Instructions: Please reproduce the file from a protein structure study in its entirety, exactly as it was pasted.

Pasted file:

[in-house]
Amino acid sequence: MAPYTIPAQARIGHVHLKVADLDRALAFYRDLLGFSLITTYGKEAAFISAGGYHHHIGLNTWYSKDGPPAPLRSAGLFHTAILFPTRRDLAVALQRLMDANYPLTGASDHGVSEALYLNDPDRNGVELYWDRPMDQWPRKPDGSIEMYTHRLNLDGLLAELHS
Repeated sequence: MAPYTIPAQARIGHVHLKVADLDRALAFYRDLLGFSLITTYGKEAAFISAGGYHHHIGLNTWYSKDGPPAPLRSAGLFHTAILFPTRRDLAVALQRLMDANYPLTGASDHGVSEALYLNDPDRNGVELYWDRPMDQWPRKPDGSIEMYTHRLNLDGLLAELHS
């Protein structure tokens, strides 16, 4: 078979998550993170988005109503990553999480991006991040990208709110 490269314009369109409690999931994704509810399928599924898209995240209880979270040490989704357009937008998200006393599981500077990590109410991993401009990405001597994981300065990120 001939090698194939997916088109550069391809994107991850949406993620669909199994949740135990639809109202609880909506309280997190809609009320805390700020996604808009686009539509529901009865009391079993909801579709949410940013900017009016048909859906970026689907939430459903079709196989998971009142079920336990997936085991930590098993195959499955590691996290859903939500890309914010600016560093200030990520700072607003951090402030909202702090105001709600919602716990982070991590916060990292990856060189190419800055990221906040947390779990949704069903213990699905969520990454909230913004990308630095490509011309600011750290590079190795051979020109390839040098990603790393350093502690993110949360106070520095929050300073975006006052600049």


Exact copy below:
[in-house]
Amino acid sequence: MAPYTIPAQARIGHVHLKVADLDRALAFYRDLLGFSLITTYGKEAAFISAGGYHHHIGLNTWYSKDGPPAPLRSAGLFHTAILFPTRRDLAVALQRLMDANYPLTGASDHGVSEALYLNDPDRNGVELYWDRPMDQWPRKPDGSIEMYTHRLNLDGLLAELHS
Repeated sequence: MAPYTIPAQARIGHVHLKVADLDRALAFYRDLLGFSLITTYGKEAAFISAGGYHHHIGLNTWYSKDGPPAPLRSAGLFHTAILFPTRRDLAVALQRLMDANYPLTGASDHGVSEALYLNDPDRNGVELYWDRPMDQWPRKPDGSIEMYTHRLNLDGLLAELHS
């Protein structure tokens, strides 16, 4: 078979998550993170988005109503990553999480991006991040990208709110 490269314009369109409690999931994704509810399928599924898209995240209880979270040490989704357009937008998200006393599981500077990590109410991993401009990405001597994981300065990120 001939090698194939997916088109550069391809994107991850949406993620669909199994949740135990639809109202609880909506309280997190809609009320805390700020996604808009686009539509529901009865009391079993909801579709949410940013900017009016048909859906970026689907939430459903079709196989998971009142079920336990997936085991930590098993195959499955590691996290859903939500890309914010600016560093200030990520700072607003951090402030909202702090105001709600919602716990982070991590916060990292990856060189190419800055990221906040947390779990949704069903213990699905969520990454909230913004990308630095490509011309600011750290590079190795051979020109390839040098990603790393350093502690993110949360106070520095929050300073975006006052600049």